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April 21, 2014

Andrew Silow-Carroll: Passoverkill? Suggestions to make next year's seders even more culturally sensitive

Sara Israelsen Hartley: Seeking the Divine: An ancient connection in a new context

Christine M. Flowers: Priest's execution in Syria should be call to action

Courtnie Erickson: How to help kids accept the poor decisions of others

Lizette Borreli: A Glass Of Milk A Day Keeps Knee Arthritis At Bay

Lizette Borreli: 5 Health Conditions Your Breath Knows Before You Do

The Kosher Gourmet by Betty Rosbottom Coconut Walnut Bars' golden brown morsels are a beautifully balanced delectable delight

April 18, 2014

Rabbi Yonason Goldson: Clarifying one of the greatest philosophical conundrums in theology

Caroline B. Glick: The disappearance of US will

Megan Wallgren: 10 things I've learned from my teenagers

Lizette Borreli: Green Tea Boosts Brain Power, May Help Treat Dementia

John Ericson: Trying hard to be 'positive' but never succeeding? Blame Your Brain

The Kosher Gourmet by Julie Rothman Almondy, flourless torta del re (Italian king's cake), has royal roots, is simple to make, . . . but devour it because it's simply delicious

April 14, 2014

Rabbi Dr Naftali Brawer: Passover frees us from the tyranny of time

Greg Crosby: Passing Over Religion

Eric Schulzke: First degree: How America really recovered from a murder epidemic

Georgia Lee: When love is not enough: Teaching your kids about the realities of adult relationships

Cameron Huddleston: Freebies for Your Lawn and Garden

Gordon Pape: How you can tell if your financial adviser is setting you up for potential ruin

Dana Dovey: Up to 500,000 people die each year from hepatitis C-related liver disease. New Treatment Has Over 90% Success Rate

Justin Caba: Eating Watermelon Can Help Control High Blood Pressure

The Kosher Gourmet by Joshua E. London and Lou Marmon Don't dare pass over these Pesach picks for Manischewitz!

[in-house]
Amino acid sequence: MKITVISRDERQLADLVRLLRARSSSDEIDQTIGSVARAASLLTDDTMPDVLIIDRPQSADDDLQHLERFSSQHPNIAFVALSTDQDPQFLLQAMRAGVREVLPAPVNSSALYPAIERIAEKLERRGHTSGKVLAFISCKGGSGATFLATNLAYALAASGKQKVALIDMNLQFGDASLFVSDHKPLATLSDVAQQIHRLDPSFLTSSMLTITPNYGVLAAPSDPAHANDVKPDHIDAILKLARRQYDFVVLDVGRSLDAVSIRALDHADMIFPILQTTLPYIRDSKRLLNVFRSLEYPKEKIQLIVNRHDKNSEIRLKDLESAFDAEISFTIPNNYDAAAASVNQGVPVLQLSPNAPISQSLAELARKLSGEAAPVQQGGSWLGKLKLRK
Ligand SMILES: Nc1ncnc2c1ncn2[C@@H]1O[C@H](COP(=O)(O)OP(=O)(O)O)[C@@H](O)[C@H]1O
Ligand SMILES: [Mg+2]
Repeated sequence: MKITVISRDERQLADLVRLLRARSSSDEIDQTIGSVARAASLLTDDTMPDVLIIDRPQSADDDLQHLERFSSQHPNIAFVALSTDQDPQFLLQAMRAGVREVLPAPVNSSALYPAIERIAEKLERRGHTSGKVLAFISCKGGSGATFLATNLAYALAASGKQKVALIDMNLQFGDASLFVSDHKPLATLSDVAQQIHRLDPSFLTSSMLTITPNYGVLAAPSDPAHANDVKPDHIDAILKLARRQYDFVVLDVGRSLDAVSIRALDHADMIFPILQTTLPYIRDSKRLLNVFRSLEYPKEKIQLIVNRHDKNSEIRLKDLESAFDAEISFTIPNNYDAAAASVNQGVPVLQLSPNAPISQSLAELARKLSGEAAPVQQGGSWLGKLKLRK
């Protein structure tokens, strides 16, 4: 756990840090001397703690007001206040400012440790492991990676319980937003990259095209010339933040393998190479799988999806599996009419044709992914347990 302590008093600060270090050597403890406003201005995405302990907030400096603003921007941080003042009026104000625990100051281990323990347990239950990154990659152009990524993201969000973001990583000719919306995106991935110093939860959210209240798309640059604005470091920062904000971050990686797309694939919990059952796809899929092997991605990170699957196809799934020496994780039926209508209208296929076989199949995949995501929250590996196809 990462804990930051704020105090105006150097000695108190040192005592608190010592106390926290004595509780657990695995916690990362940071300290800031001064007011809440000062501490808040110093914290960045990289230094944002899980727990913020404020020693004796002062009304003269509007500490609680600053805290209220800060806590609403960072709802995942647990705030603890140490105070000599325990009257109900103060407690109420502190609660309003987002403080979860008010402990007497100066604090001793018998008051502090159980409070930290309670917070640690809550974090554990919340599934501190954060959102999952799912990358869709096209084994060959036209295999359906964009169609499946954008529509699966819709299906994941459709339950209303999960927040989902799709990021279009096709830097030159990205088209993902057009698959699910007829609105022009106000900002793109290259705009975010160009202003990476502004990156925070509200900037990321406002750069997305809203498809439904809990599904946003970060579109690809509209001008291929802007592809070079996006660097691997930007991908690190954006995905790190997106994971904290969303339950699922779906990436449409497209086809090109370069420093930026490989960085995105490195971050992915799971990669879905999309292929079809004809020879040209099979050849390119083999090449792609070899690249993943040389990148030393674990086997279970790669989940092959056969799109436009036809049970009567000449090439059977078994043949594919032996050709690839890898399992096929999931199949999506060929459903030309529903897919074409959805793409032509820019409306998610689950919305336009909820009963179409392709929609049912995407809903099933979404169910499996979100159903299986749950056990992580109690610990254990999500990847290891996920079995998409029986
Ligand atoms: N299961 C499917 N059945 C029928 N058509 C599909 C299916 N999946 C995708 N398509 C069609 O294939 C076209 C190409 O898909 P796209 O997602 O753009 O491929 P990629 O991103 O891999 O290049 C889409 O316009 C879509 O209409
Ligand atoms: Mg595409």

April 11, 2014

Rabbi Hillel Goldberg: Silence is much more than golden

Caroline B. Glick: Forgetting freedom at Passover

Susan Swann: How to value a child for who he is, not just what he does

Cameron Huddleston: 7 Financial Tasks You Should Tackle Right Now

Sandra Block and Lisa Gerstner: How to Profit From Your Passion

Susan Scutti: A Simple Blood Test Might Soon Diagnose Cancer

Chris Weller: Have A Slow Metabolism? Let Science Speed It Up For You

The Kosher Gourmet by Diane Rossen Worthington Whitefish Terrine: A French take on gefilte fish

April 9, 2014

Jonathan Tobin: Why Did Kerry Lie About Israeli Blame?

Samuel G. Freedman: A resolution 70 years later for a father's unsettling legacy of ashes from Dachau

Jessica Ivins: A resolution 70 years later for a father's unsettling legacy of ashes from Dachau

Kim Giles: Asking for help is not weakness

Kathy Kristof and Barbara Hoch Marcus: 7 Great Growth Israeli Stocks

Matthew Mientka: How Beans, Peas, And Chickpeas Cleanse Bad Cholesterol and Lowers Risk of Heart Disease

Sabrina Bachai: 5 At-Home Treatments For Headaches

The Kosher Gourmet by Daniel Neman Have yourself a matzo ball: The secrets bubby never told you and recipes she could have never imagined

April 8, 2014

Lori Nawyn: At Your Wit's End and Back: Finding Peace

Susan B. Garland and Rachel L. Sheedy: Strategies Married Couples Can Use to Boost Benefits

David Muhlbaum: Smart Tax Deductions Non-Itemizers Can Claim

Jill Weisenberger, M.S., R.D.N., C.D.E : Before You Lose Your Mental Edge

Dana Dovey: Coffee Drinkers Rejoice! Your Cup Of Joe Can Prevent Death From Liver Disease

Chris Weller: Electric 'Thinking Cap' Puts Your Brain Power Into High Gear

The Kosher Gourmet by Marlene Parrish A gift of hazelnuts keeps giving --- for a variety of nutty recipes: Entree, side, soup, dessert

April 4, 2014

Rabbi David Gutterman: The Word for Nothing Means Everything

Charles Krauthammer: Kerry's folly, Chapter 3

Amy Peterson: A life of love: How to build lasting relationships with your children

John Ericson: Older Women: Save Your Heart, Prevent Stroke Don't Drink Diet

John Ericson: Why 50 million Americans will still have spring allergies after taking meds

Cameron Huddleston: Best and Worst Buys of April 2014

Stacy Rapacon: Great Mutual Funds for Young Investors

Sarah Boesveld: Teacher keeps promise to mail thousands of former students letters written by their past selves

The Kosher Gourmet by Sharon Thompson Anyone can make a salad, you say. But can they make a great salad? (SECRETS, TESTED TECHNIQUES + 4 RECIPES, INCLUDING DRESSINGS)

April 2, 2014

Paul Greenberg: Death and joy in the spring

Dan Barry: Should South Carolina Jews be forced to maintain this chimney built by Germans serving the Nazis?

Mayra Bitsko: Save me! An alien took over my child's personality